In Italian politics, turning everything on its head is the preferred method for keeping everything standing in place. Just 21 months after Romano Prodi knocked Silvio Berlusconi out of the Prime Minister's office, Italy is once again heading toward elections. And who do polls say will be the next Prime Minister? Silvio Berlusconi, of course.
Following yet another government crisis and Senate President Franco Marini's failed, five-day attempt to establish a temporary ruling coalition to usher in much-needed electoral reform the Italian Parliament is expected to be dissolved on Wednesday, and national elections scheduled in April. Though his allies have insisted for the past two years that it's time for new leadership on the Italian center-right, Berlusconi will again be its candidate, for the fifth time in 14 years (with two wins, two losses under his belt). Rome Mayor Walter Veltroni, who once served as Prodi's No. 2, is expected to lead the center-left.
Berlusconi's lead in voter surveys says more about dissatisfaction with his opponents than any widespread hope that the once maverick leader will be able to lift Italy out of what all now acknowledge is a nationwide funk. Indeed, with Italians set to vote under the old electoral law, whoever wins will almost certainly encounter the same problems Prodi did in governing effectively and keeping his coalition from crumbling. Some say the best hope is a virtual tie, which would force a "grande coalizione" composed of major parties from both sides.
Still, the looming Berlusconi-Veltroni showdown does have the virtue of presenting a stark contrast between two very different politicians. The 71-year-old center-right leader hails from the industrial north, having made his mark as a real estate mogul and media entrepreneur, and becoming Italy's richest man. Berlusconi came into politics in 1994 billed as the ultimate outsider, scoffing at Rome's stuffy establishment and passing his downtime singing Neapolitan love ballads and frequenting his palatial villa in Sardinia's Porto Cervo. His refusal to resolve a gargantuan conflict of interest, as owner of Italy's three main private television stations, made him controversial. So too did his frequent gaffes, unintended and otherwise, including telling Wall Street executives that Italy was worthy of investment for the beauty of its secretaries and calling a German politician "pefect for the part" of a Nazi prison guard in an upcoming film.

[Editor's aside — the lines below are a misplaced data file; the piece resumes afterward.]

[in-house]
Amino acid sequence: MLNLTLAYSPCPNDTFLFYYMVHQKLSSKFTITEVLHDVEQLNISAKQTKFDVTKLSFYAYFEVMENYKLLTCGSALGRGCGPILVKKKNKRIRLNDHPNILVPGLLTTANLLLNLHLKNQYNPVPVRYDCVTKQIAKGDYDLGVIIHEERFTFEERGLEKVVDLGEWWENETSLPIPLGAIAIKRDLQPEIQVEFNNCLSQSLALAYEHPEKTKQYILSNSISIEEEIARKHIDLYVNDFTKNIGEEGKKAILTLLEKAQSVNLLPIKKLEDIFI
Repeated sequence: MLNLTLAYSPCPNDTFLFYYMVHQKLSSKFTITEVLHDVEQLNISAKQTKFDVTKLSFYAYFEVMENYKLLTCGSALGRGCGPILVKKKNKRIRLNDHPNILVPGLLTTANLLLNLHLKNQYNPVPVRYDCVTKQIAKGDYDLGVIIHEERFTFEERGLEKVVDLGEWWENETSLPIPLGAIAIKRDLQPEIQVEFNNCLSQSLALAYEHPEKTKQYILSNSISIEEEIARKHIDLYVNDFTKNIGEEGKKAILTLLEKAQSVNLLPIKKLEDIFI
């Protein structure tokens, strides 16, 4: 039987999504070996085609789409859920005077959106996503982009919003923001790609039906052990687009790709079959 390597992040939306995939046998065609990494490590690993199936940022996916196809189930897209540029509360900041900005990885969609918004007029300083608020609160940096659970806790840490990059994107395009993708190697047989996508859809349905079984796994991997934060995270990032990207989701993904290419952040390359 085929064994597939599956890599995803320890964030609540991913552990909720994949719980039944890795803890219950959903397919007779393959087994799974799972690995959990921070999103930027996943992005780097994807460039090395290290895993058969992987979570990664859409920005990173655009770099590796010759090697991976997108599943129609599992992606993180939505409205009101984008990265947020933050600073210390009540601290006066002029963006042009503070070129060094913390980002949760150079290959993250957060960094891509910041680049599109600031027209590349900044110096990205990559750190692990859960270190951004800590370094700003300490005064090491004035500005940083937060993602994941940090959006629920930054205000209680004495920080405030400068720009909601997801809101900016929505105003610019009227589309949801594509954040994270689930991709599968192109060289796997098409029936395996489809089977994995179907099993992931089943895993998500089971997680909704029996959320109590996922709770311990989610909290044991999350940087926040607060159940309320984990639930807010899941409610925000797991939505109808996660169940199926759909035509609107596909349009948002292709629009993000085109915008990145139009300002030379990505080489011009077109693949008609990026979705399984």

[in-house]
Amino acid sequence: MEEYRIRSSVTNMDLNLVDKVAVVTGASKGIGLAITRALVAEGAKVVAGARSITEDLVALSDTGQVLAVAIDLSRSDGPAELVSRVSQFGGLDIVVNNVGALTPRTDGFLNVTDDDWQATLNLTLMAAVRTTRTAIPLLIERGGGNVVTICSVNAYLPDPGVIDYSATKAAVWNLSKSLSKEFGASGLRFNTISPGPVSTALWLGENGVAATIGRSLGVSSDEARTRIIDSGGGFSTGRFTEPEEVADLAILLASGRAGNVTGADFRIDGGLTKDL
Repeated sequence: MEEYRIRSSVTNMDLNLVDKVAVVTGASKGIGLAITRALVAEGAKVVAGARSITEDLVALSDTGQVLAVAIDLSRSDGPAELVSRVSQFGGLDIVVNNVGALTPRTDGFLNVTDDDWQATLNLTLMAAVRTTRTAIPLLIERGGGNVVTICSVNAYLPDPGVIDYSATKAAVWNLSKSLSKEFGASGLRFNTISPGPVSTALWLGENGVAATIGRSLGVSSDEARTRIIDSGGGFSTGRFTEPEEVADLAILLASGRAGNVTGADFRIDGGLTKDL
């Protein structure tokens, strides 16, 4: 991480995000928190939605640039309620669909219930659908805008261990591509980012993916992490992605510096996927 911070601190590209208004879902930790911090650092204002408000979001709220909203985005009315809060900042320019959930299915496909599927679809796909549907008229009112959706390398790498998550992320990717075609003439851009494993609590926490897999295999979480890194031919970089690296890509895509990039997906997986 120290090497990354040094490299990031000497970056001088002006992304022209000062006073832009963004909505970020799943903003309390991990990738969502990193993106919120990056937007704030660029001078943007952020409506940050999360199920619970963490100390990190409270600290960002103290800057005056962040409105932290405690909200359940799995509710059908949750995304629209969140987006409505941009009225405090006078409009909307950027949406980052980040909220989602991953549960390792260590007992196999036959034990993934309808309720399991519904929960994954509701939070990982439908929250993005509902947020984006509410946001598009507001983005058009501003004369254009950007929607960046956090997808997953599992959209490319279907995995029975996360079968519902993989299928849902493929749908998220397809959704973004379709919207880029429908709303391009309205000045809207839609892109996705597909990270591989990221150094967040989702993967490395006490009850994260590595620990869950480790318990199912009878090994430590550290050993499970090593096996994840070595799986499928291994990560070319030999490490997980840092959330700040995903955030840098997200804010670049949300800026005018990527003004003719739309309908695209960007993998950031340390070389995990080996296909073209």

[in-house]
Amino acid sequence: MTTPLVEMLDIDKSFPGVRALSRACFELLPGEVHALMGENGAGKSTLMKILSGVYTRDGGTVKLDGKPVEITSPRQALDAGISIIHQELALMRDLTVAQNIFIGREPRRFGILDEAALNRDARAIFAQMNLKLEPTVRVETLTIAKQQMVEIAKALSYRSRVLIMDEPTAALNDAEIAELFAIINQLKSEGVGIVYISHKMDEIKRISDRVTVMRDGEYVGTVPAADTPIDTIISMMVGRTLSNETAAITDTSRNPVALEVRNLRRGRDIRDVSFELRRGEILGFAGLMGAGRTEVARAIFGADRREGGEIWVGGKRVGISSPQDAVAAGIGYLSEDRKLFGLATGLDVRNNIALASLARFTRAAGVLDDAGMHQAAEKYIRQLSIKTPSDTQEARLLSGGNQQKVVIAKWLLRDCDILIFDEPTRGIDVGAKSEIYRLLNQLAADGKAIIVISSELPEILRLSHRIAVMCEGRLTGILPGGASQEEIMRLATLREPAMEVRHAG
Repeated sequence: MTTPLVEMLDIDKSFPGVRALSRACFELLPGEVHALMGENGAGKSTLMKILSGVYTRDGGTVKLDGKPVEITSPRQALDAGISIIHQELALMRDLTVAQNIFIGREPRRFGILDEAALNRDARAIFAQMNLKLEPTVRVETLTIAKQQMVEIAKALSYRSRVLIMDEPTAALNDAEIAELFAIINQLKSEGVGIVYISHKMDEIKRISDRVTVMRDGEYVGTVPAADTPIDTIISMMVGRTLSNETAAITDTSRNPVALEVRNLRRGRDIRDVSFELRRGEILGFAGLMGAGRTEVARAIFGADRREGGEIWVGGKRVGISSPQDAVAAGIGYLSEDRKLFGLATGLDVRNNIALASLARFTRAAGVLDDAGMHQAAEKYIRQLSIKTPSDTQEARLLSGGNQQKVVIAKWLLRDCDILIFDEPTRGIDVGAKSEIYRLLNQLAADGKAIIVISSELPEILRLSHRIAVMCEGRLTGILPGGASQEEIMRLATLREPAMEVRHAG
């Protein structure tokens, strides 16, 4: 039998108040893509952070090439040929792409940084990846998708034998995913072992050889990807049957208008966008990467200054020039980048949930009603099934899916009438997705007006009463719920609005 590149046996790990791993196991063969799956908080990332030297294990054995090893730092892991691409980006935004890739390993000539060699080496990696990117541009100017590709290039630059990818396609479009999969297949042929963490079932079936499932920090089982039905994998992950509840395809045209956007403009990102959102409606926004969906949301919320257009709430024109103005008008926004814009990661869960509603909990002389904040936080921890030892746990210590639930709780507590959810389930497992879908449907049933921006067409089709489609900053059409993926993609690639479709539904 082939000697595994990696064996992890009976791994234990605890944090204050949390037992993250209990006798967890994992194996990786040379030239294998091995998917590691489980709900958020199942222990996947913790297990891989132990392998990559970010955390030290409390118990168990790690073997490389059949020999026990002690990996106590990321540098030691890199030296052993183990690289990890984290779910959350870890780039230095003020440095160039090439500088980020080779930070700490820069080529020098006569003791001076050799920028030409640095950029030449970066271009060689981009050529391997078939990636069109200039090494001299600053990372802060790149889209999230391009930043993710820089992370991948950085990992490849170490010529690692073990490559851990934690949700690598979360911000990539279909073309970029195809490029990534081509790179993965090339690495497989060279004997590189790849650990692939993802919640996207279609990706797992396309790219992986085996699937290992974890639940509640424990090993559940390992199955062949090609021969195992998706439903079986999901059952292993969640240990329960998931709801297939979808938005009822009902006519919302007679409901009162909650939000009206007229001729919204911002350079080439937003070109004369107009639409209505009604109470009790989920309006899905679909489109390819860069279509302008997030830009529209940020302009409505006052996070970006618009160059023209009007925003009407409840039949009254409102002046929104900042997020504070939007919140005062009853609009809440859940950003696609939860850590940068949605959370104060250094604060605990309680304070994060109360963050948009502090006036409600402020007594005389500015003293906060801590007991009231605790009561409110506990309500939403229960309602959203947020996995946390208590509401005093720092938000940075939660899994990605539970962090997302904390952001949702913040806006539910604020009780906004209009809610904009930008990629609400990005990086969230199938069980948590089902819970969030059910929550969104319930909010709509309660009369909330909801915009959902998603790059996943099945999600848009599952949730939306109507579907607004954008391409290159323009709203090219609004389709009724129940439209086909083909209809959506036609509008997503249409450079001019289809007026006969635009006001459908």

Veltroni, 52, on the other hand, is a lifelong politico who talks about Italy's need to be "reasonable" and "pragmatic." He was Vice Premier in Prodi's first government from 1996 to 1998, before moving over to run the capital. Pale and bespectacled, next to the ever-tan, ever-spiffy Berlusconi, the Rome mayor has high-culture tendencies and a book-writing hobby; he has written an earnest novel and a biography of a little-known jazz musician. Veltroni even gets a mention in Ian McEwan's best-selling novel Saturday.
Still, despite the apparent differences, the two rivals are essentially cut from the same political cloth. Unlike the plodding technocrats like Prodi who have often led Italy, both Berlusconi and Veltroni are persuasive orators with a populist touch and a nose for how to use the mass media. Berlusconi will be able to make the case that the center-left blew their chance to lead, stumbling and splintering into Italian politics-as-usual. He will ask for yet another chance to remake Italy in his image of success. Veltroni will respond that it is the center-right that is offering the been-there, seen-that candidate; and that at nearly 20 years younger, he is the choice for "change." The bad news for Italy is that whether things change or not, they seem to always remain the same.